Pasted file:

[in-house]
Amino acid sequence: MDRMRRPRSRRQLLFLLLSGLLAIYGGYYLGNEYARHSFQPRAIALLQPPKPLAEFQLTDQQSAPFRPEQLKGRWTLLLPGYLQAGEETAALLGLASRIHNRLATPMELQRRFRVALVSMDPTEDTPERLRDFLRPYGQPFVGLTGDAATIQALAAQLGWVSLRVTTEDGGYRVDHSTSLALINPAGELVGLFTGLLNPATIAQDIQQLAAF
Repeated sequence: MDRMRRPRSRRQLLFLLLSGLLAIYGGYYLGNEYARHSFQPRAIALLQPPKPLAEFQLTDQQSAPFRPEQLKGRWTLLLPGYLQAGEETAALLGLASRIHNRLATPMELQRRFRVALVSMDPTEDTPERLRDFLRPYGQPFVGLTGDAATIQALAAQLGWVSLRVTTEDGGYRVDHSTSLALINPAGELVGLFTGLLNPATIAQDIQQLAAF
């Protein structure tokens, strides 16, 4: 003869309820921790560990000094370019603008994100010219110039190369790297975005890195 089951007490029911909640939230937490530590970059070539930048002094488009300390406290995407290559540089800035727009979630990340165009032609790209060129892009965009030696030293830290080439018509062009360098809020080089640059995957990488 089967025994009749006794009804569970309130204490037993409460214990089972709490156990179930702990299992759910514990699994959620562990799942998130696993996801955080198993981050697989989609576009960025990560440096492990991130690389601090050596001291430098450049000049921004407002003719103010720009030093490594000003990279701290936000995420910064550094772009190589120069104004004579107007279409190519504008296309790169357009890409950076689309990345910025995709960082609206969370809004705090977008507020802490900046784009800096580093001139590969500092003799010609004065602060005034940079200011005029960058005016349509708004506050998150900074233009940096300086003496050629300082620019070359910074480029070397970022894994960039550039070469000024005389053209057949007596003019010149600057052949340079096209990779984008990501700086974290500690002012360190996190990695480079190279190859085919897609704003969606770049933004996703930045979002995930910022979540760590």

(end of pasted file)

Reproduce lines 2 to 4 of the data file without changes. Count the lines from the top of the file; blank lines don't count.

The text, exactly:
Amino acid sequence: MDRMRRPRSRRQLLFLLLSGLLAIYGGYYLGNEYARHSFQPRAIALLQPPKPLAEFQLTDQQSAPFRPEQLKGRWTLLLPGYLQAGEETAALLGLASRIHNRLATPMELQRRFRVALVSMDPTEDTPERLRDFLRPYGQPFVGLTGDAATIQALAAQLGWVSLRVTTEDGGYRVDHSTSLALINPAGELVGLFTGLLNPATIAQDIQQLAAF
Repeated sequence: MDRMRRPRSRRQLLFLLLSGLLAIYGGYYLGNEYARHSFQPRAIALLQPPKPLAEFQLTDQQSAPFRPEQLKGRWTLLLPGYLQAGEETAALLGLASRIHNRLATPMELQRRFRVALVSMDPTEDTPERLRDFLRPYGQPFVGLTGDAATIQALAAQLGWVSLRVTTEDGGYRVDHSTSLALINPAGELVGLFTGLLNPATIAQDIQQLAAF
């Protein structure tokens, strides 16, 4: 003869309820921790560990000094370019603008994100010219110039190369790297975005890195 089951007490029911909640939230937490530590970059070539930048002094488009300390406290995407290559540089800035727009979630990340165009032609790209060129892009965009030696030293830290080439018509062009360098809020080089640059995957990488 089967025994009749006794009804569970309130204490037993409460214990089972709490156990179930702990299992759910514990699994959620562990799942998130696993996801955080198993981050697989989609576009960025990560440096492990991130690389601090050596001291430098450049000049921004407002003719103010720009030093490594000003990279701290936000995420910064550094772009190589120069104004004579107007279409190519504008296309790169357009890409950076689309990345910025995709960082609206969370809004705090977008507020802490900046784009800096580093001139590969500092003799010609004065602060005034940079200011005029960058005016349509708004506050998150900074233009940096300086003496050629300082620019070359910074480029070397970022894994960039550039070469000024005389053209057949007596003019010149600057052949340079096209990779984008990501700086974290500690002012360190996190990695480079190279190859085919897609704003969606770049933004996703930045979002995930910022979540760590």